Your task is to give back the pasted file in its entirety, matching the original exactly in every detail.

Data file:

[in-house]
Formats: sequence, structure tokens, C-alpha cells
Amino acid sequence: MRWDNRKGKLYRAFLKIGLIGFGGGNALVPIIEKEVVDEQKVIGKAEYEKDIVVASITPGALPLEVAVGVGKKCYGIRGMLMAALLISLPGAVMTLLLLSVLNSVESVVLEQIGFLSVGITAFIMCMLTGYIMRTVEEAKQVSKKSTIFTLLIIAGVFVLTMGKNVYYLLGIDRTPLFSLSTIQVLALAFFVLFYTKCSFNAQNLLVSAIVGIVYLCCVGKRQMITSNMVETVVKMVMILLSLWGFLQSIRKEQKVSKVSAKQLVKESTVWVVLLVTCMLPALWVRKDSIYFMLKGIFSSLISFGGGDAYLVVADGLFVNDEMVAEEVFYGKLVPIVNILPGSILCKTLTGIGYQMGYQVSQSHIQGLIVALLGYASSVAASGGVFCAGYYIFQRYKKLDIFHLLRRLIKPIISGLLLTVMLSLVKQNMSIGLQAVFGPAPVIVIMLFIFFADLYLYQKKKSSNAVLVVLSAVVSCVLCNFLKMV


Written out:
[in-house]
Formats: sequence, structure tokens, C-alpha cells
Amino acid sequence: MRWDNRKGKLYRAFLKIGLIGFGGGNALVPIIEKEVVDEQKVIGKAEYEKDIVVASITPGALPLEVAVGVGKKCYGIRGMLMAALLISLPGAVMTLLLLSVLNSVESVVLEQIGFLSVGITAFIMCMLTGYIMRTVEEAKQVSKKSTIFTLLIIAGVFVLTMGKNVYYLLGIDRTPLFSLSTIQVLALAFFVLFYTKCSFNAQNLLVSAIVGIVYLCCVGKRQMITSNMVETVVKMVMILLSLWGFLQSIRKEQKVSKVSAKQLVKESTVWVVLLVTCMLPALWVRKDSIYFMLKGIFSSLISFGGGDAYLVVADGLFVNDEMVAEEVFYGKLVPIVNILPGSILCKTLTGIGYQMGYQVSQSHIQGLIVALLGYASSVAASGGVFCAGYYIFQRYKKLDIFHLLRRLIKPIISGLLLTVMLSLVKQNMSIGLQAVFGPAPVIVIMLFIFFADLYLYQKKKSSNAVLVVLSAVVSCVLCNFLKMV